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Small airway dysfunction by impulse oscillometry in asthmatic patients with normal forced expiratory volume in the 1st second values.
Allergy Asthma Proc. 2013 Jan-Feb; 34(1):e14-20.AA

Abstract

Small airways are relevant to the pathophysiology of asthma. We investigated whether in asthmatic patients with normal forced expiratory volume in the 1st second (FEV(1)) values, impulse oscillometry system (IOS), as a measure of small airway function, contributed additional information to spirometry either at baseline or after bronchodilator, and whether it was related to the disease control. The fall in resistance from 5 to 20 Hz (R5-R20) and reactance at 5 Hz (X5) by IOS and spirometry measures of small airway function (forced expiratory flow at 25-75% [FEF(25-75)] and forced vital capacity/slow inspiratory vital capacity [FVC/SVC]) at baseline and after 400 micrograms of salbutamol were prospectively measured in 33 asthmatic patients (18 women; age range, 18-66 years). Disease control was assessed by the Asthma Control Test (ACT). R5-R20 but not X5 values were significantly related to FEF(25-75) and FVC/SVC values (p < 0.05 for both correlations). When the bronchodilator response was assessed, no correlation was found among IOS and spirometry changes. ACT scores were related to R5-R20, FEF(25-75), and FVC/SVC values (p < 0.01 for all correlations). In asthmatic patients with normal FEV(1) values, R5-R20 values were related to spirometry measures of small airway function. However, when the bronchodilator response was assessed, IOS and spirometry provided quite different results. Moreover, small airway dysfunction, as assessed by IOS and spirometry, was associated with poor disease control and history of asthma exacerbations. The results of this study confirm the value of IOS, as an investigative tool, and suggest that in asthmatic patients with normal FEV(1) values and poor disease control, small airway function should be investigated.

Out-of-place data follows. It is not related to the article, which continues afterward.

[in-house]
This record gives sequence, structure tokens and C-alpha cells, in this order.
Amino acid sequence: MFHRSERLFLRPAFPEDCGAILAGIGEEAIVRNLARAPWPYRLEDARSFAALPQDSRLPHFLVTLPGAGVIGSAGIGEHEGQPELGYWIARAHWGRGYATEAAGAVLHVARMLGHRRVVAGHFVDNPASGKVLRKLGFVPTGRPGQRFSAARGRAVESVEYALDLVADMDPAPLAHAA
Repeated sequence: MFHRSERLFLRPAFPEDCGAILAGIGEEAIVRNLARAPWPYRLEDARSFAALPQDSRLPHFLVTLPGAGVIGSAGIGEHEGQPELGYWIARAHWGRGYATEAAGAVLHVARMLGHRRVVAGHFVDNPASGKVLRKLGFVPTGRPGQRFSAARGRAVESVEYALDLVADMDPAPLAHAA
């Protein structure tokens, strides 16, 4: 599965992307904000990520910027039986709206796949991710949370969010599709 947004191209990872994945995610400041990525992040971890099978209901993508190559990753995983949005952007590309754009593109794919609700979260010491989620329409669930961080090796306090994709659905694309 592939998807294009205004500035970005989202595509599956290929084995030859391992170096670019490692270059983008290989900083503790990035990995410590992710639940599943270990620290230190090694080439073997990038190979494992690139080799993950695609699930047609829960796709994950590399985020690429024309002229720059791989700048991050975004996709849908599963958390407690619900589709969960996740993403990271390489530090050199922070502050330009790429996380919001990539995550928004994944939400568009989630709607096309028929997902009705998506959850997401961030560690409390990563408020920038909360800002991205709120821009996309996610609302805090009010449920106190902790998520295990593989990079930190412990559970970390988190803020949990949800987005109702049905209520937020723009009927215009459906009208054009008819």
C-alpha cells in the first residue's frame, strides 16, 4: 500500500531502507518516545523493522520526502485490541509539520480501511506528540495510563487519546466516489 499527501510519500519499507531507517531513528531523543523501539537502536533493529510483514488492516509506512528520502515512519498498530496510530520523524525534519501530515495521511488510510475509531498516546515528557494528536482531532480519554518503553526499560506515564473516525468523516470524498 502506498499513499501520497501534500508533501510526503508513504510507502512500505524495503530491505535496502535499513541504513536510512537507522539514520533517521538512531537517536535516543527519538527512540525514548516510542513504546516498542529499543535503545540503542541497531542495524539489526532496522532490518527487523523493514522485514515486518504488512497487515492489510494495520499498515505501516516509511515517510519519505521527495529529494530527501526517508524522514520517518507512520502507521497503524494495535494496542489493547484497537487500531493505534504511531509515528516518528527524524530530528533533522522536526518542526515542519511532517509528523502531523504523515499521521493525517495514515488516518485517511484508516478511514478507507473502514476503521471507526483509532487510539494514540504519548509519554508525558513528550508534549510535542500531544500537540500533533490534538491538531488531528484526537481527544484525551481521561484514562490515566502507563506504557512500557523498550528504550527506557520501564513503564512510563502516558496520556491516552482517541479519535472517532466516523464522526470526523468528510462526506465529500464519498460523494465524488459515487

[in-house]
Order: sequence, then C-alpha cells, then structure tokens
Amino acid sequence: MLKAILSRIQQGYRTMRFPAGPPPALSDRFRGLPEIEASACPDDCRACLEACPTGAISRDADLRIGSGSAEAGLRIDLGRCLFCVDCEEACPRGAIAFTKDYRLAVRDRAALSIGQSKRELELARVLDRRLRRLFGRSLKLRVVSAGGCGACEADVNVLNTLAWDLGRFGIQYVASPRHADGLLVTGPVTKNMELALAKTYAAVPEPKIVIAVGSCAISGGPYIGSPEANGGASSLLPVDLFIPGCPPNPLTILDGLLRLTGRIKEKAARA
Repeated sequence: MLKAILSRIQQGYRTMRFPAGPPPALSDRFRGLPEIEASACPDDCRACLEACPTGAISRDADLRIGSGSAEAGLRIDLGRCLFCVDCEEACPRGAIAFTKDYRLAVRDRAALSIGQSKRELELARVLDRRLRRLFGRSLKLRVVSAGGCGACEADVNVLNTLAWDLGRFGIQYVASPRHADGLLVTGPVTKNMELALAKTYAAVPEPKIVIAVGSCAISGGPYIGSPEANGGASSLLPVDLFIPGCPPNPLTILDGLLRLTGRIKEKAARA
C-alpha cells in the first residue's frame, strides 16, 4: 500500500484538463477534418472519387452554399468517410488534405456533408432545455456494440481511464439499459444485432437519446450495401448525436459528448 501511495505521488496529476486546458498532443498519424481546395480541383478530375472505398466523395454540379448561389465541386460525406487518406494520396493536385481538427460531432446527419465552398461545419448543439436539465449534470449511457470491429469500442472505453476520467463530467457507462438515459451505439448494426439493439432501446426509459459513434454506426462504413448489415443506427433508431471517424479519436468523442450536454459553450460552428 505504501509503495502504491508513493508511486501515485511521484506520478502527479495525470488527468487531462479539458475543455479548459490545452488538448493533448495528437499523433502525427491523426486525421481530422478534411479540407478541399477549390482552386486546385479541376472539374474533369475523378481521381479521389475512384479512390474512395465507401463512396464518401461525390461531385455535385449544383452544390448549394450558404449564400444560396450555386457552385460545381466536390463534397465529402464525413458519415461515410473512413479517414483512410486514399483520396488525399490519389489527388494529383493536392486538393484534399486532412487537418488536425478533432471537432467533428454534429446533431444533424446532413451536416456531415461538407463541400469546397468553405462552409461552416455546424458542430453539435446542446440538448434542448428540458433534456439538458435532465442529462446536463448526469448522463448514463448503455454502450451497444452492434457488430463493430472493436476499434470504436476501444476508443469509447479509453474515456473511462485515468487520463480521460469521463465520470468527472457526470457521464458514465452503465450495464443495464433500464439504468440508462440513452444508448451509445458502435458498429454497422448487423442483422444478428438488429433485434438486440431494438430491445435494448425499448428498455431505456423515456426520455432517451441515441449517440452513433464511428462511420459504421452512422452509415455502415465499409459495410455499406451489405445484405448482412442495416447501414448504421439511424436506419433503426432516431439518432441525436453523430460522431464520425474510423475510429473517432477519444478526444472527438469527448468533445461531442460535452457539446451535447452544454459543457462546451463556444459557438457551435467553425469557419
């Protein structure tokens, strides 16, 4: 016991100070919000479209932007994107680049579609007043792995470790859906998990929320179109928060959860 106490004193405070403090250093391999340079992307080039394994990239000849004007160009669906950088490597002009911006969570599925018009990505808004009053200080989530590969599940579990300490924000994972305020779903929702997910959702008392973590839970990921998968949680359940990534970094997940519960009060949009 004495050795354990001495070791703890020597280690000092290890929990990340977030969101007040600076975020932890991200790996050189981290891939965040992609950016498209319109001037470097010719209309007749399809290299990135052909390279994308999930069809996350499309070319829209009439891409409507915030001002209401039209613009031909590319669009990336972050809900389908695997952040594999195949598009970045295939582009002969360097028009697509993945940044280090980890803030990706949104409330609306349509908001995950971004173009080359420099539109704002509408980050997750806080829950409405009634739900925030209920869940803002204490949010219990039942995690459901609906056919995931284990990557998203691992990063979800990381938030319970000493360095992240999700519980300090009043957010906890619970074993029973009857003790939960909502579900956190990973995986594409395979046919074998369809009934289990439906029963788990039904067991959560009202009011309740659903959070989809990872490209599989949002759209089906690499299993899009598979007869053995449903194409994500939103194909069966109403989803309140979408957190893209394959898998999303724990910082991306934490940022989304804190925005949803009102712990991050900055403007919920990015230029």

Authors+Show Affiliations